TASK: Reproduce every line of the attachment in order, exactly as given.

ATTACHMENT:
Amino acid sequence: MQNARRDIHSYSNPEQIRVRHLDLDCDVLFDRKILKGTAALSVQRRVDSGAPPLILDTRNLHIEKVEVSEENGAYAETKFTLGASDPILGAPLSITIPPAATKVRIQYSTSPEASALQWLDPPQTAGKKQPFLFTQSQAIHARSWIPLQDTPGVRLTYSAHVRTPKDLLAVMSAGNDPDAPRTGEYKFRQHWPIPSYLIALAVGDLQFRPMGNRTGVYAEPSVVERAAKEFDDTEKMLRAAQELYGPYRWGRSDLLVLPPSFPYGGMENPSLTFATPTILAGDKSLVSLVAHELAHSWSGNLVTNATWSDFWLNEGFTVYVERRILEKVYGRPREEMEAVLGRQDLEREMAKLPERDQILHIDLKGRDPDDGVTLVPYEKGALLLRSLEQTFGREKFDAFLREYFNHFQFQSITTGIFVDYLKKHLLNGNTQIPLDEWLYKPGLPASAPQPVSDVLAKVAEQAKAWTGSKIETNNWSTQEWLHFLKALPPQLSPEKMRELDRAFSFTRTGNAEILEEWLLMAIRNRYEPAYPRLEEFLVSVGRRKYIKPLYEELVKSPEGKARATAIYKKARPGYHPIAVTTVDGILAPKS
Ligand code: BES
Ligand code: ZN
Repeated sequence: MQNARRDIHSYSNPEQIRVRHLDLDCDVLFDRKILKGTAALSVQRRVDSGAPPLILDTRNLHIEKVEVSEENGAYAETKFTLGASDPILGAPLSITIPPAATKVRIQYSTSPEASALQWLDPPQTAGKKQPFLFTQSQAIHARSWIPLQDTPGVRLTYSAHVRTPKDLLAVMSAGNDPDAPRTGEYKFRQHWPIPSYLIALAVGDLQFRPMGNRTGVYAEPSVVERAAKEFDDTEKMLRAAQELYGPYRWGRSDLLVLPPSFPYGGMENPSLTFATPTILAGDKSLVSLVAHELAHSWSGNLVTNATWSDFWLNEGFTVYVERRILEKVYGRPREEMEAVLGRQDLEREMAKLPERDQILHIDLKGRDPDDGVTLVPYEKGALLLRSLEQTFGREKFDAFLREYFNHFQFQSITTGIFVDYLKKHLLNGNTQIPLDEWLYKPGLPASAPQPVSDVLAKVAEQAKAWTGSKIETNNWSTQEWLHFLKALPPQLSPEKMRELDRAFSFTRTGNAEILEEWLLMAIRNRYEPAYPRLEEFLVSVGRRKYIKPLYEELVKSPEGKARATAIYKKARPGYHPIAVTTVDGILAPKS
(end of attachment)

Amino acid sequence: MQNARRDIHSYSNPEQIRVRHLDLDCDVLFDRKILKGTAALSVQRRVDSGAPPLILDTRNLHIEKVEVSEENGAYAETKFTLGASDPILGAPLSITIPPAATKVRIQYSTSPEASALQWLDPPQTAGKKQPFLFTQSQAIHARSWIPLQDTPGVRLTYSAHVRTPKDLLAVMSAGNDPDAPRTGEYKFRQHWPIPSYLIALAVGDLQFRPMGNRTGVYAEPSVVERAAKEFDDTEKMLRAAQELYGPYRWGRSDLLVLPPSFPYGGMENPSLTFATPTILAGDKSLVSLVAHELAHSWSGNLVTNATWSDFWLNEGFTVYVERRILEKVYGRPREEMEAVLGRQDLEREMAKLPERDQILHIDLKGRDPDDGVTLVPYEKGALLLRSLEQTFGREKFDAFLREYFNHFQFQSITTGIFVDYLKKHLLNGNTQIPLDEWLYKPGLPASAPQPVSDVLAKVAEQAKAWTGSKIETNNWSTQEWLHFLKALPPQLSPEKMRELDRAFSFTRTGNAEILEEWLLMAIRNRYEPAYPRLEEFLVSVGRRKYIKPLYEELVKSPEGKARATAIYKKARPGYHPIAVTTVDGILAPKS
Ligand code: BES
Ligand code: ZN
Repeated sequence: MQNARRDIHSYSNPEQIRVRHLDLDCDVLFDRKILKGTAALSVQRRVDSGAPPLILDTRNLHIEKVEVSEENGAYAETKFTLGASDPILGAPLSITIPPAATKVRIQYSTSPEASALQWLDPPQTAGKKQPFLFTQSQAIHARSWIPLQDTPGVRLTYSAHVRTPKDLLAVMSAGNDPDAPRTGEYKFRQHWPIPSYLIALAVGDLQFRPMGNRTGVYAEPSVVERAAKEFDDTEKMLRAAQELYGPYRWGRSDLLVLPPSFPYGGMENPSLTFATPTILAGDKSLVSLVAHELAHSWSGNLVTNATWSDFWLNEGFTVYVERRILEKVYGRPREEMEAVLGRQDLEREMAKLPERDQILHIDLKGRDPDDGVTLVPYEKGALLLRSLEQTFGREKFDAFLREYFNHFQFQSITTGIFVDYLKKHLLNGNTQIPLDEWLYKPGLPASAPQPVSDVLAKVAEQAKAWTGSKIETNNWSTQEWLHFLKALPPQLSPEKMRELDRAFSFTRTGNAEILEEWLLMAIRNRYEPAYPRLEEFLVSVGRRKYIKPLYEELVKSPEGKARATAIYKKARPGYHPIAVTTVDGILAPKS